Homework

Your first assignment: Let employees telecommute.
Magazine Contributor
2 min read

This story appears in the August 2000 issue of Entrepreneur. Subscribe »

With the number of telecommuters growing, Capitol Hill is finally paying attention. In October 1999, John Edwards, president of the International Telework Association and Council (ITAC), spoke before the House Committee on Education and the Workforce, citing a new survey, sponsored by AT&T and ITAC, that found almost half the country's work force could do some tele-working.

According to the survey, 19.6 million teleworkers exist today-up from 8.1 million in 1995. Perhaps that's because telecommut-ing cuts down on traffic and pollution, helps businesses retain employees, and saves employers significant amounts of cash.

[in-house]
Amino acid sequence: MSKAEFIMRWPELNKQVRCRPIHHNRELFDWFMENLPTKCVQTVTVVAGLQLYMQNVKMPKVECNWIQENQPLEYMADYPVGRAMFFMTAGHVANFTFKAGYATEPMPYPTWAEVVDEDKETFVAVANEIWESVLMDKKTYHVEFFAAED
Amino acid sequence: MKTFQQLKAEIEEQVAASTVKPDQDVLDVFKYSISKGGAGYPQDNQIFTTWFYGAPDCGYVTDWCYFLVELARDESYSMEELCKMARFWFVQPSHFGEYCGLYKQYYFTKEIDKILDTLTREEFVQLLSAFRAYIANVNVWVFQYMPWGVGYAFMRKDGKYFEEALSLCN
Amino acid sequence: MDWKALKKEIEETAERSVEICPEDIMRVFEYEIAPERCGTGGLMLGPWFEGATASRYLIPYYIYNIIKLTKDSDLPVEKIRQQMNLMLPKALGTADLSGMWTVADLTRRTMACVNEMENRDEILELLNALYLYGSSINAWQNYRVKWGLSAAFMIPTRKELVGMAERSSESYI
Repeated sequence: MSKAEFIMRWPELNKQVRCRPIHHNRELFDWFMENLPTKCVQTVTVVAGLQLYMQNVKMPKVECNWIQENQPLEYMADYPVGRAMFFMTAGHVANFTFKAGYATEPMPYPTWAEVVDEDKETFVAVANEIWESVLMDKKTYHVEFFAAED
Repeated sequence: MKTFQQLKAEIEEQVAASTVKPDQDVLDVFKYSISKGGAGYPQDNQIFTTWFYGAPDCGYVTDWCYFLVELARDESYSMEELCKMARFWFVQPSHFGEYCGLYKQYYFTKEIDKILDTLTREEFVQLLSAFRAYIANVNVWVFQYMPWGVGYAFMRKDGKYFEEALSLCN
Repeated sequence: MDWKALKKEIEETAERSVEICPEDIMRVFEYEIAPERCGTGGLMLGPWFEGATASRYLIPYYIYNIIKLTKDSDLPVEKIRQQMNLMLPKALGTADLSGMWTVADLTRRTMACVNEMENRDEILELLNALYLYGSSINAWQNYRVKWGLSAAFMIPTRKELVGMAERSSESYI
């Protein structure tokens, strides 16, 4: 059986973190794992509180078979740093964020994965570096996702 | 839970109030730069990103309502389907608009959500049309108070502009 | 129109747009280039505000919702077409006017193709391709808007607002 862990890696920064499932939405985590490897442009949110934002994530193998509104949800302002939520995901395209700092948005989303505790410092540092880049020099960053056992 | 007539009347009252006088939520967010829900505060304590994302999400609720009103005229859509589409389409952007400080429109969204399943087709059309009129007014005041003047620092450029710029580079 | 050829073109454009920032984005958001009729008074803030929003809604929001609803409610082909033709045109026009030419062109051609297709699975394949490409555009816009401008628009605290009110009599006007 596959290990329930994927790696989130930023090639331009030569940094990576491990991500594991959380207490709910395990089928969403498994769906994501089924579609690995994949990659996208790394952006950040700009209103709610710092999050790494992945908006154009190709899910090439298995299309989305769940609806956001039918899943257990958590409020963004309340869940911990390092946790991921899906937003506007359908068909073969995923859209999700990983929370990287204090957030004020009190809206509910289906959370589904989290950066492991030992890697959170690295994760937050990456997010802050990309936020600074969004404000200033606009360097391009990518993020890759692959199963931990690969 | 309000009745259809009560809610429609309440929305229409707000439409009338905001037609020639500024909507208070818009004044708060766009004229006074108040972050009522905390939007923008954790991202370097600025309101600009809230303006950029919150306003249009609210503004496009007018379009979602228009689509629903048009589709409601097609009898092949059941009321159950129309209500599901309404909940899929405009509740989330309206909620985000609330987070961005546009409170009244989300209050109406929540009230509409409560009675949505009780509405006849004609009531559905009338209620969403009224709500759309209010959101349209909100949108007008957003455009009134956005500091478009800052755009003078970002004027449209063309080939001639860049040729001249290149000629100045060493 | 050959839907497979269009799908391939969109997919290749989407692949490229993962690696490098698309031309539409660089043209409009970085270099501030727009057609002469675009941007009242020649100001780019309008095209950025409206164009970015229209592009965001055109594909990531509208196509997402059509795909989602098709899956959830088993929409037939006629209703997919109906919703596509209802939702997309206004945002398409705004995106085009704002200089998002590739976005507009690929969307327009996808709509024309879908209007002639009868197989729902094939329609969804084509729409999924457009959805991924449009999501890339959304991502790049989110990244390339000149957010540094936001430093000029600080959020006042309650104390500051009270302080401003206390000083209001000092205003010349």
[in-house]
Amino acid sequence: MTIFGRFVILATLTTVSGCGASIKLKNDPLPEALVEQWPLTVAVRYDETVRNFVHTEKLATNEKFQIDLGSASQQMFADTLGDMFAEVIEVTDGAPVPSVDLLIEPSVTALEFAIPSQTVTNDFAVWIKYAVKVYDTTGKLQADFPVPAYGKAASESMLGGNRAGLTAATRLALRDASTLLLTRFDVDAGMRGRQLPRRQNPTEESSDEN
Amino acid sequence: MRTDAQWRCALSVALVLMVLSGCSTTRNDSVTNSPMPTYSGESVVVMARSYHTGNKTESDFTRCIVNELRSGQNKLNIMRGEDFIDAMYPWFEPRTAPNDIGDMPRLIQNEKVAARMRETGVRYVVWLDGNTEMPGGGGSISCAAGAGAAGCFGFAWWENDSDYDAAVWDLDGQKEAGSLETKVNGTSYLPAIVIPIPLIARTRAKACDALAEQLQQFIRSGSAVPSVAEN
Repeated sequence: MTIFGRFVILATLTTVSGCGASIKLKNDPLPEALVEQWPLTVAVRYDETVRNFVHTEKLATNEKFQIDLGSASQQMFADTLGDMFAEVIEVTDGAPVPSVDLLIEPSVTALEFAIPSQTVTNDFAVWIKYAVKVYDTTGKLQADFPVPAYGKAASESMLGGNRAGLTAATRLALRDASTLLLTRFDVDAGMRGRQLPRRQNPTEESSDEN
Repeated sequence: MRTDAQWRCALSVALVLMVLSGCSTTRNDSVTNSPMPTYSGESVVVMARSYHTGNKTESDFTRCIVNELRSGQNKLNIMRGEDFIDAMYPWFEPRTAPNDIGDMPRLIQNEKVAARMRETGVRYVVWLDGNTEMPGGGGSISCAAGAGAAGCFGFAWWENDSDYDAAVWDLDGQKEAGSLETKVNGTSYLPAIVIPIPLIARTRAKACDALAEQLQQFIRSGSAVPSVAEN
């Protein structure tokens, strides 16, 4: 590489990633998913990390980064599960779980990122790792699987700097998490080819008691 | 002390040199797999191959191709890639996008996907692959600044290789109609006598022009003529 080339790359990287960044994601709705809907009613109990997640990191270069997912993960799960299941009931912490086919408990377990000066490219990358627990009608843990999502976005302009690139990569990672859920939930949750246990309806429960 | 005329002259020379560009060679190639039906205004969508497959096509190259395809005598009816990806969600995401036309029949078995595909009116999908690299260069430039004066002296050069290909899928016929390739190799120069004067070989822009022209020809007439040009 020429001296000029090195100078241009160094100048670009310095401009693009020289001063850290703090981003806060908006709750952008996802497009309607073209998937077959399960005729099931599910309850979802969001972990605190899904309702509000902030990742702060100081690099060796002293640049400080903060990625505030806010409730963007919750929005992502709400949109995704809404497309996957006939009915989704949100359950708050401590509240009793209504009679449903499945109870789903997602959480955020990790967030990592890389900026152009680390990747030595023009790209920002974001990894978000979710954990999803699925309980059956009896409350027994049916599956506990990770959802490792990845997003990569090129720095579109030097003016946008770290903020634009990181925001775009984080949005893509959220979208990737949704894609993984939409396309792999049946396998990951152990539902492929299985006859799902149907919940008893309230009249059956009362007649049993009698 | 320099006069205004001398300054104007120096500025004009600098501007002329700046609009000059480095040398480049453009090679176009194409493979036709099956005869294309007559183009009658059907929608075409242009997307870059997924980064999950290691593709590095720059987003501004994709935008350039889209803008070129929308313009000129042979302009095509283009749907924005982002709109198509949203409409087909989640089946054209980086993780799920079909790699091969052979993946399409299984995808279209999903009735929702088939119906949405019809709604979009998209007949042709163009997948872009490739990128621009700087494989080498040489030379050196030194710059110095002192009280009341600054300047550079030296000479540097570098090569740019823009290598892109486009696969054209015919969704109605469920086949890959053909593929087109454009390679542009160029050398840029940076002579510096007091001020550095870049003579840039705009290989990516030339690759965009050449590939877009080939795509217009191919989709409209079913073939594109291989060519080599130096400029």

The survey found gains from increased productivity, a by-product of teleworking, rang in at $1,850 per employee per year, and reduced-absenteeism savings of $2,000 per year per teleworker.


  • Don't let employees telecommute until they've gone through some training. Gil Gordon, a management consultant in Monmouth Junction, New Jersey, who implements telecommuting programs for businesses, suggests you cover these areas: setting up a home office, dealing with temptations and distractions, and how to do your job remotely for part of the week. For more details, visit Gordon's Web site at www.gilgordon.com.



Ellen Paris is a Washington, DC, writer and former Forbes magazine staff writer.
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